Veoneer, auto technology firm, will tie with Qualcomm Technologies on developing a software and chip platform for driver-assistance systems.
The Swedish maker of vision systems, radar and software for advanced driver-assistance systems (ADAS) said it signed a non-binding letter of intent with Qualcomm and expected to finalise a definitive agreement in the second half of this year.
Qualcomm Technologies, one of the leading mobile phone chipset maker, said in a statement that it aims to make this integrated SoC and software stack platform available to automakers and Tier-1 suppliers.
Qualcomm remains committed to offering high performance and advanced automotive solutions for all vehicle tiers and levels and we look forward to working with an industry pioneer like Veoneer to accelerate innovation to deliver comprehensive systems, said Cristiano Amon, president of Qualcomm.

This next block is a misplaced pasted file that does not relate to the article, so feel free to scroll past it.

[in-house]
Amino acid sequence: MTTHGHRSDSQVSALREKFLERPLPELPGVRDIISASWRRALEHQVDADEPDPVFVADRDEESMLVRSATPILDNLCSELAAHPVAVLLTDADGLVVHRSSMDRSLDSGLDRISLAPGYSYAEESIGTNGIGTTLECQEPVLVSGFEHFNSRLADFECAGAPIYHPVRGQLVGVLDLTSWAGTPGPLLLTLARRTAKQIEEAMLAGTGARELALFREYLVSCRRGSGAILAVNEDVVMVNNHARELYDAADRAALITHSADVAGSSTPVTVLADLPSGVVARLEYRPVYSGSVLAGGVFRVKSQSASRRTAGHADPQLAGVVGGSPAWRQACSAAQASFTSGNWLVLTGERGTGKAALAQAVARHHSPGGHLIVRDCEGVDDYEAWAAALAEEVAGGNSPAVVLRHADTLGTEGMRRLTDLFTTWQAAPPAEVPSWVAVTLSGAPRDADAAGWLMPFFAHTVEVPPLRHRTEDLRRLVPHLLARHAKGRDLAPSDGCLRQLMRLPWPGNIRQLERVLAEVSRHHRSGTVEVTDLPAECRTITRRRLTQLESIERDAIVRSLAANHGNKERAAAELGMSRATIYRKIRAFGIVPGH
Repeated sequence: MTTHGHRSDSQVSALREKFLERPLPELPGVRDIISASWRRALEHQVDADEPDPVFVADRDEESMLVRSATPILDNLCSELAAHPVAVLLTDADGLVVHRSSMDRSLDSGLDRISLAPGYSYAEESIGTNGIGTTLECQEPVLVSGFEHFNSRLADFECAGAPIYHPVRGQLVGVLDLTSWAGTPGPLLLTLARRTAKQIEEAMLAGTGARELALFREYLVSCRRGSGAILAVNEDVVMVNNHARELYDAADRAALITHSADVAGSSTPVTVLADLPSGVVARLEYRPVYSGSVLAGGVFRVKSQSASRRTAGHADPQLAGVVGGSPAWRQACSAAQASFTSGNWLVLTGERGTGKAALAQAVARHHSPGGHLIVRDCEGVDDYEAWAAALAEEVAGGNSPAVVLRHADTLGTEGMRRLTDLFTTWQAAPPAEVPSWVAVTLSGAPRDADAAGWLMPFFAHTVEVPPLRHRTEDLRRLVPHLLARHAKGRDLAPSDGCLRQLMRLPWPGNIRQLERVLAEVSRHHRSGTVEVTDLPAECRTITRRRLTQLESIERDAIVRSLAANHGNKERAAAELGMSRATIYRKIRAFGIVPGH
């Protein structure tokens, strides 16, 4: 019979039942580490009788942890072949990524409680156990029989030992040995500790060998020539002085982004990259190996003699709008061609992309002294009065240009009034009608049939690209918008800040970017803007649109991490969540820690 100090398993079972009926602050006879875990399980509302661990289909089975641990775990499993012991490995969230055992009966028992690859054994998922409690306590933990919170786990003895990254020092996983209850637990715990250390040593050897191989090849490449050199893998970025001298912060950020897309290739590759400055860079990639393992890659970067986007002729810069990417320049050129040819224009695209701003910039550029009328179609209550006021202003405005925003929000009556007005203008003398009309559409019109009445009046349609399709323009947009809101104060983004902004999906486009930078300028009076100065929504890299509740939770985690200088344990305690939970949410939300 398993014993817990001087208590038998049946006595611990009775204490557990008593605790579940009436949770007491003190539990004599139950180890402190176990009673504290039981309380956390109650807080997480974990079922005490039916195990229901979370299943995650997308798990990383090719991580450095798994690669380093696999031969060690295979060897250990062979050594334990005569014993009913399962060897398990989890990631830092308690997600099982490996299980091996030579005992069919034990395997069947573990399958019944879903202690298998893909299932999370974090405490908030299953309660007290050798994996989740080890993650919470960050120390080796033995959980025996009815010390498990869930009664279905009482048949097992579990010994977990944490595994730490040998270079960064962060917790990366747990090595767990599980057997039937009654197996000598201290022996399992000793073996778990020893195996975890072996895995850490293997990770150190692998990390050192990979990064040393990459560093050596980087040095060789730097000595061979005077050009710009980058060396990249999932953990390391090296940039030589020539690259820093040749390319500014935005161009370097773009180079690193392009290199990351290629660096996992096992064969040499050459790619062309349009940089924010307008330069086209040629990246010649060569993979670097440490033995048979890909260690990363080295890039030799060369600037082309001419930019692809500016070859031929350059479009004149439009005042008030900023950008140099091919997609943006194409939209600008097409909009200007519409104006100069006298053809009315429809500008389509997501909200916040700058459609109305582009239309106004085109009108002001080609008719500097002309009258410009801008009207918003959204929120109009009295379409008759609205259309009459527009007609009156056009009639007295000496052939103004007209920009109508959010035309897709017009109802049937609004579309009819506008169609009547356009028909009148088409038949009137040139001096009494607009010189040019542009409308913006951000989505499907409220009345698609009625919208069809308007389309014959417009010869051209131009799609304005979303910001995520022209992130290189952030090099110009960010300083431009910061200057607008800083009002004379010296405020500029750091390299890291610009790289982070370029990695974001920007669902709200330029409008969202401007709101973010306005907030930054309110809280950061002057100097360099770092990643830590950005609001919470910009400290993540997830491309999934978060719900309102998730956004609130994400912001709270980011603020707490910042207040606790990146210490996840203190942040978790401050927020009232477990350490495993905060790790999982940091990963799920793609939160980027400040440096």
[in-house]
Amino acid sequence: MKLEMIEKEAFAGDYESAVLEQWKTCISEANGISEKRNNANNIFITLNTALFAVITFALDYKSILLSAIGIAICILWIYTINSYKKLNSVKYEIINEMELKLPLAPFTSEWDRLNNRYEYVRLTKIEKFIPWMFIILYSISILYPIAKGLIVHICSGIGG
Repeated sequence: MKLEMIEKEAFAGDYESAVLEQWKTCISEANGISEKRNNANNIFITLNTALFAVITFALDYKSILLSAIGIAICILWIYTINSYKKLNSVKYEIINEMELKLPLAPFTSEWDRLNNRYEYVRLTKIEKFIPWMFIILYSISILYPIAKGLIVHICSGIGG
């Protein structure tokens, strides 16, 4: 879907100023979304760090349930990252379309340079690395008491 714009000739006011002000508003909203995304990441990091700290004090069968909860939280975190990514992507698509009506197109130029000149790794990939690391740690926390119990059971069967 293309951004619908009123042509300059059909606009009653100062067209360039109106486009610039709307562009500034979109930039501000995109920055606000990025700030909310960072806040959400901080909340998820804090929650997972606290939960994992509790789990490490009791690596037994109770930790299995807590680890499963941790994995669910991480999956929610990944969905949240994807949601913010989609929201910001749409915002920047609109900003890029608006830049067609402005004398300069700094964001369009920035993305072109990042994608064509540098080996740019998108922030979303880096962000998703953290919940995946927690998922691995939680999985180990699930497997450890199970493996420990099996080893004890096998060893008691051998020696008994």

Veoneer’s software development strategy, increasingly important with the auto industry in the midst of a rapid transformational shift, has been under scrutiny since it ended its Zenuity software joint venture with Volvo Cars in April.
“This is a significant event for Veoneer which we are very happy to announce,”, Carlson told Reuters, adding that he expected the integrated software and system-on-a-chip platform would generate major interest from customers.
Veoneer, which competes with companies such as Aptiv, Bosch, Continental and Intel’s Mobileye, has been hit hard by the coronavirus pandemic as the car industry has seen production halted in many markets by widespread lockdowns.
Veoneer said in a statement it expected the integrated platform developed with Qualcomm to be available through automotive Tier 1 suppliers or directly to original equipment manufacturers (OEM) for 2024 vehicle production.
“This relationship not only strengthens our product portfolio, but also broadens our go-to-market position and opportunities, while giving customers more ways to access world-leading technology,” Carlson said in a statement.
The company, which supplies carmakers such as Daimler, Ford, and Honda, said last month it expected sales this year to outpace light-vehicle production.